Laparoscopic Anatrophic Nephrolithotomy a
Feasible Option in Staghorn Calculi
Gómez RF1, Manzo PB2, Jaime BC3, Mario SO3, Leopoldo LB1, Salvador NNA1 and Almanzor GO3*
1Urology Resident in hospital civil de Guadalajara, Fray Antonio Alcalde, USA
2Endourology Service, Hospital Regional de Alta Especialidad del Bajío, USA
3Urology Service, Hospital civil de Guadalajara, Fray Antonio Alcalde, USA
Submission: September 19, 2017; Published: November 10, 2017
*Corresponding author: Almanzor GO, Urology Service, Hospital Civil de Guadalajara, Fray Antonio Alcalde, USA, Email: Aoctavioalmanzor@gmail.com
How to cite this article: Gómez R, Manzo P, Jaime B, Mario S, Leopoldo L, et al. Laparoscopic Anatrophic Nephrolithotomy a Feasible Option in Staghorn Calculi. JOJ uro & nephron. 2017; 4(2): 555634. DOI:10.19080/JOJUN.2017.04.555634
Introduction: Management of stag horn calculi still being real challenge for urologists dedicated to stone management. Nowadays it is difficult to obtain a free stone rate with a single procedure in these complex cases even with the recent advances in endourology. The aim of this study is to present our results and review of published case series in PubMed.
Patients and method: We reported our experience in laparoscopic anatrophic nephrolithotomy in 8 patients with stag horn calculi diagnosis between 2014-2015. We evaluated patient variables like age, stone size, surgical time, blood loss, transfusion, complications, hospitalization days and free stone rate. And we performed a comparison with previous case series published. It is worth highlighting that the same surgeon performed all surgeries.
Results: A total of 8 patients undergo to laparoscopic anatrophic nephrolithotomy, patients mean age was 42.1 years, stone size 52.63 mm, surgical time 127.5 min, warm ischemia 29.5 minutes, blood loss 218.7 ml, transfusion rates 0%, complications 25%, hospitalization days 3.5 days and stone free rate was 75%.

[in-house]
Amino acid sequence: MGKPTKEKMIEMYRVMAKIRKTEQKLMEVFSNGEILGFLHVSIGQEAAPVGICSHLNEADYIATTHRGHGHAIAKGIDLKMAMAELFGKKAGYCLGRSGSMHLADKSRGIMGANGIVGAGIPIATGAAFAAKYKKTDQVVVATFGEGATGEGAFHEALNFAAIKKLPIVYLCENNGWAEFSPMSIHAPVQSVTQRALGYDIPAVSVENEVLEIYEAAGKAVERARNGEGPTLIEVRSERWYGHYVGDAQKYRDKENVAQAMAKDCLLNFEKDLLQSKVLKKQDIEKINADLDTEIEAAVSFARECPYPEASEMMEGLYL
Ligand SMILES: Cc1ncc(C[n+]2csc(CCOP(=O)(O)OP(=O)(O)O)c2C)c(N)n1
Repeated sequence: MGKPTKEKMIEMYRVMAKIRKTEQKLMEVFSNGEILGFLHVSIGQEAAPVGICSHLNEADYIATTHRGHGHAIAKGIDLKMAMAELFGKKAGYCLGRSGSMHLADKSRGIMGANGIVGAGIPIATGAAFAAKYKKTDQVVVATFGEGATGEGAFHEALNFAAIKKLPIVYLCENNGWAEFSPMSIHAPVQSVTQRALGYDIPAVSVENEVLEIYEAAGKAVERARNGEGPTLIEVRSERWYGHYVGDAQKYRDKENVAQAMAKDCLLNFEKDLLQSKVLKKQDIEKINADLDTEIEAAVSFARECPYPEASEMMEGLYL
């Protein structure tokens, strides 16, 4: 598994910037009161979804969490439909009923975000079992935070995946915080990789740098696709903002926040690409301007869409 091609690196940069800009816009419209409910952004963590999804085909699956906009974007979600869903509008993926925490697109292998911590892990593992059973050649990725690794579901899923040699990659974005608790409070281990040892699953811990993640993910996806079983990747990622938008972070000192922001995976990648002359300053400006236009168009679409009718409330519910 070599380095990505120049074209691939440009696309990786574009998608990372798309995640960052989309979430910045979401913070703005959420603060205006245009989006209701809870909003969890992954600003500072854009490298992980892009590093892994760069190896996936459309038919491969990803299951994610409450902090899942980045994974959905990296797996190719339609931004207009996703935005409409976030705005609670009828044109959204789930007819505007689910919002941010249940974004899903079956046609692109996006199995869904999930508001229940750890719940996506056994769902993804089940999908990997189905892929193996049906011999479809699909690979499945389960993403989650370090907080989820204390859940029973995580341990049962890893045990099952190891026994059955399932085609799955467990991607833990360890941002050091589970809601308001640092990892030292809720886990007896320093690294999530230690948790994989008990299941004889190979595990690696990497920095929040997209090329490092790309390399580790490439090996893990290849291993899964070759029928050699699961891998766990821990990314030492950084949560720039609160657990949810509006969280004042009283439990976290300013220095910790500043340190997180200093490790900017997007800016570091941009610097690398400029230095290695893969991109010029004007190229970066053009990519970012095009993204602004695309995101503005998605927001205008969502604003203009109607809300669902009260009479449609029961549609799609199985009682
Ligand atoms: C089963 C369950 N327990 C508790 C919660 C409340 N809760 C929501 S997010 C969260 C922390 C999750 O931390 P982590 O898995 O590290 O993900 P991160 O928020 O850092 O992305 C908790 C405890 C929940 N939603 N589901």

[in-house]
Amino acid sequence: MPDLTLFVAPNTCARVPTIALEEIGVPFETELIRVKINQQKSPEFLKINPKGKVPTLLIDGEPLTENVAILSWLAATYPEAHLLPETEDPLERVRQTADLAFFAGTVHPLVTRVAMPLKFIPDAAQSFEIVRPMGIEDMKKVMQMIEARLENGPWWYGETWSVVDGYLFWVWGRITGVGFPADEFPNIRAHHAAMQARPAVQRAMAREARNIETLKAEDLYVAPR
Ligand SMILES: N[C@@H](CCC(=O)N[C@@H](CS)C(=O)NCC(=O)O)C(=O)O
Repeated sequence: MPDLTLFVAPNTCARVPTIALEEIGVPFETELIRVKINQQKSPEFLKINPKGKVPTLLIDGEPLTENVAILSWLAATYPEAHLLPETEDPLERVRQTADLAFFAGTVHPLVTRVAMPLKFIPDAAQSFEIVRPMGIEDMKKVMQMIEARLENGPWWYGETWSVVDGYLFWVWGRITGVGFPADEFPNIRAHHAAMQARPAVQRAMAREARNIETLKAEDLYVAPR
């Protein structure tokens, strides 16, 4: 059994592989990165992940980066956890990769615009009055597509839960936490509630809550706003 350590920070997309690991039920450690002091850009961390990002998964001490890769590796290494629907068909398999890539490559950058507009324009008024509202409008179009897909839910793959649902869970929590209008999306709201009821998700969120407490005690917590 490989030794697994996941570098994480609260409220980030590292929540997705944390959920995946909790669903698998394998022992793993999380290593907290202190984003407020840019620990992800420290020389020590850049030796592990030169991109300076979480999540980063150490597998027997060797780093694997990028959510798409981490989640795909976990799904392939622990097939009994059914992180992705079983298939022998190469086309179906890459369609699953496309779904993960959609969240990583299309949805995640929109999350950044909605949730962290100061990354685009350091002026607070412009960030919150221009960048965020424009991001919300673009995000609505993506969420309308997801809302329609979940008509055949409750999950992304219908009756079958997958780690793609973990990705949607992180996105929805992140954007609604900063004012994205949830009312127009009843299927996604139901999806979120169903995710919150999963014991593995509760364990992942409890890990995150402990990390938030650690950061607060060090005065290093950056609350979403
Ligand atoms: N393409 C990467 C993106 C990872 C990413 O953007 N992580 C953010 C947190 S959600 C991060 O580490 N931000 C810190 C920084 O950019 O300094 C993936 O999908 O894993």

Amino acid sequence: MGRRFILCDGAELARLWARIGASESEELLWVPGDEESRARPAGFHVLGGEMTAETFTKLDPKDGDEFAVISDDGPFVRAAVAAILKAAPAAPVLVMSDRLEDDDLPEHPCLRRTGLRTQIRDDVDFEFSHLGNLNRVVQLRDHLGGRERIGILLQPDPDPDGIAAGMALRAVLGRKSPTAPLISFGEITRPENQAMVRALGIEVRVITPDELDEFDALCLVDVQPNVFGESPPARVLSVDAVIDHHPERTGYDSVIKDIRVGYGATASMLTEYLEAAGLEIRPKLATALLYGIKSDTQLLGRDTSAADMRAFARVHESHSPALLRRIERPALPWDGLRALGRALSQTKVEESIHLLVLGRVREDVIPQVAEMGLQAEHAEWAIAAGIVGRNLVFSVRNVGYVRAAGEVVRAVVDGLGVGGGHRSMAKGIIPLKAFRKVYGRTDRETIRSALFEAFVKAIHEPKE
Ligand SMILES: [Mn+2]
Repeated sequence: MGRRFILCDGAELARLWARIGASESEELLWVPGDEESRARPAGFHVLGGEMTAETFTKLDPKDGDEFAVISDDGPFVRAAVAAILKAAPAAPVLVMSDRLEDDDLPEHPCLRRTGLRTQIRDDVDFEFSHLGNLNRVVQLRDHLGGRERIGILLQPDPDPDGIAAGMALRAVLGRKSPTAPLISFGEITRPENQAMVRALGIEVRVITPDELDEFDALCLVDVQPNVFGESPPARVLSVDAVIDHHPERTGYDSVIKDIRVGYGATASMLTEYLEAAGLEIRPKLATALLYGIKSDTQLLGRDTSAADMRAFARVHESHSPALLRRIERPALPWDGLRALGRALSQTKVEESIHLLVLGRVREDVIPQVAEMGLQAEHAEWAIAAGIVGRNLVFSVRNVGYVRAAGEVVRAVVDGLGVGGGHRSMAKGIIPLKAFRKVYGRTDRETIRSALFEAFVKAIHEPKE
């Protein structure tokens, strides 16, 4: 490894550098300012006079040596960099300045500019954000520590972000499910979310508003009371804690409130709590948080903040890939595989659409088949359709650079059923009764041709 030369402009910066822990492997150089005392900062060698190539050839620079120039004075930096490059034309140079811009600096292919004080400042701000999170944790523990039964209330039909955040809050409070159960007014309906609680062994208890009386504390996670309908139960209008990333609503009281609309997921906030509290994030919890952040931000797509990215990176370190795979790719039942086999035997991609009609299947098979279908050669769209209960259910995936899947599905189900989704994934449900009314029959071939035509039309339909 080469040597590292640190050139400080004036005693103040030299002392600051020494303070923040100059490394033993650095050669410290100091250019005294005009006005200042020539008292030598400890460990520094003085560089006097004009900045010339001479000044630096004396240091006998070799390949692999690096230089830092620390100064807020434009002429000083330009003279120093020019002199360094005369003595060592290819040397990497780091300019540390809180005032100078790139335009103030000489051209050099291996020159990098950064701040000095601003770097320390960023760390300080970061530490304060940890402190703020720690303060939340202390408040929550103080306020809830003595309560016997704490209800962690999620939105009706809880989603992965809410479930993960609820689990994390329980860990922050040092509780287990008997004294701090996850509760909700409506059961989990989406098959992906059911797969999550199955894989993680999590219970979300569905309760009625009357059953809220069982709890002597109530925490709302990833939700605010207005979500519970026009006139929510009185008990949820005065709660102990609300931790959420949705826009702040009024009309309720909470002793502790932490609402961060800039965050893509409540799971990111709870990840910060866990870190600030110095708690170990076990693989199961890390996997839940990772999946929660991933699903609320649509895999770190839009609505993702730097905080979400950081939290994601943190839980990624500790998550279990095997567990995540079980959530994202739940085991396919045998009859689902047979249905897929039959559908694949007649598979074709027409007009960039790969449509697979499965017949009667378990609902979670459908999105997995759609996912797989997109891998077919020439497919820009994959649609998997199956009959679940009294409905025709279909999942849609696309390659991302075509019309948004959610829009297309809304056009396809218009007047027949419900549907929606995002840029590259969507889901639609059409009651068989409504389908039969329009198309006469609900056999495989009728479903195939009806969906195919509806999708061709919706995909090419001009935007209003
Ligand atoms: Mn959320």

Conclusion: Laparoscopic anatrophic nephrolithotomy could be a feasible option in high volume centers to patients with complex renal stones that will require multiple percutaneous and endourologic procedures, or those who are no candidates to percutaneous nephrolithotomy. Achieving laparoscopic anamorphic nephrolithotomy a reasonably stone free rate with one procedure.
Abbreviations: PCNL: PercutaneousNephrolithotomy; SWL: Shock Wave Lithotripsy; LAN Laparoscopic Anatrophic Nephrolithotomy ; OAN: Open Anatrophic Nephrolithotomy
Management of stag horn calculi is still a big challenge for urologist dedicated to stone treatment, even with the recent advances in endourology it is difficult to obtain a stone free rate of 100% with a single procedure. Endourological techniques have revolutionized the treatment of urinary stones to the point that open surgery has become anachronistic . Laparoscopic surgery could be considered in selected patients like those who has a big stone burden, associated renal malformations, or in those who endourological techniques has previously failed or will require multiple endourology procedures [2-4]. Stag horn calculi are defined as those stones that fill up the majority of renal collecting system, occupying renal pelvis and branching out into most calyces . In the present study we describe our results, surgical technique and we made a literature research and review, with the purpose to compare ours results to previous case series already published in PubMed.